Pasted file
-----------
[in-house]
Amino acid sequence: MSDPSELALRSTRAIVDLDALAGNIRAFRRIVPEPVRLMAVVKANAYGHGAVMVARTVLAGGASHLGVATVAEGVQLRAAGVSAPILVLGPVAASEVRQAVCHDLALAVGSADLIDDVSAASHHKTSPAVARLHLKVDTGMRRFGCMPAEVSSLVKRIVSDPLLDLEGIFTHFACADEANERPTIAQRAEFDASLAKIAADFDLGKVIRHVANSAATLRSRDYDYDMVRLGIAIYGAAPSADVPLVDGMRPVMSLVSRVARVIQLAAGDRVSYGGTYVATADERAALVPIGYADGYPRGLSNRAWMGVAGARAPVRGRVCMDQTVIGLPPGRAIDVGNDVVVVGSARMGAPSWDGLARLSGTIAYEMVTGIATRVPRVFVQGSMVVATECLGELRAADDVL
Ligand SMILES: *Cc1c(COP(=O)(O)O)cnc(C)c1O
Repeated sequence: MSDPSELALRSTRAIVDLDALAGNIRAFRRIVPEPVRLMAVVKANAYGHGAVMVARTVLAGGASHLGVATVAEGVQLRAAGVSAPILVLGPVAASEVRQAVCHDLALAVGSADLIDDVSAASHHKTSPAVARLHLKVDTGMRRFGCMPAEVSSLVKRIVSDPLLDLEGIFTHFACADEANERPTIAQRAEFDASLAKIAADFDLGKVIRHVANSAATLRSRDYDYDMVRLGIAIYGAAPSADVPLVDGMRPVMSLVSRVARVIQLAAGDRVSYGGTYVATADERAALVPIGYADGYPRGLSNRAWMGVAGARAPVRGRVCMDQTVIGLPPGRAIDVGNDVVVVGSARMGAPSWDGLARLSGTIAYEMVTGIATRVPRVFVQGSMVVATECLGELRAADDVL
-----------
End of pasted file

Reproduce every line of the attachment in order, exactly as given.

[in-house]
Amino acid sequence: MSDPSELALRSTRAIVDLDALAGNIRAFRRIVPEPVRLMAVVKANAYGHGAVMVARTVLAGGASHLGVATVAEGVQLRAAGVSAPILVLGPVAASEVRQAVCHDLALAVGSADLIDDVSAASHHKTSPAVARLHLKVDTGMRRFGCMPAEVSSLVKRIVSDPLLDLEGIFTHFACADEANERPTIAQRAEFDASLAKIAADFDLGKVIRHVANSAATLRSRDYDYDMVRLGIAIYGAAPSADVPLVDGMRPVMSLVSRVARVIQLAAGDRVSYGGTYVATADERAALVPIGYADGYPRGLSNRAWMGVAGARAPVRGRVCMDQTVIGLPPGRAIDVGNDVVVVGSARMGAPSWDGLARLSGTIAYEMVTGIATRVPRVFVQGSMVVATECLGELRAADDVL
Ligand SMILES: *Cc1c(COP(=O)(O)O)cnc(C)c1O
Repeated sequence: MSDPSELALRSTRAIVDLDALAGNIRAFRRIVPEPVRLMAVVKANAYGHGAVMVARTVLAGGASHLGVATVAEGVQLRAAGVSAPILVLGPVAASEVRQAVCHDLALAVGSADLIDDVSAASHHKTSPAVARLHLKVDTGMRRFGCMPAEVSSLVKRIVSDPLLDLEGIFTHFACADEANERPTIAQRAEFDASLAKIAADFDLGKVIRHVANSAATLRSRDYDYDMVRLGIAIYGAAPSADVPLVDGMRPVMSLVSRVARVIQLAAGDRVSYGGTYVATADERAALVPIGYADGYPRGLSNRAWMGVAGARAPVRGRVCMDQTVIGLPPGRAIDVGNDVVVVGSARMGAPSWDGLARLSGTIAYEMVTGIATRVPRVFVQGSMVVATECLGELRAADDVL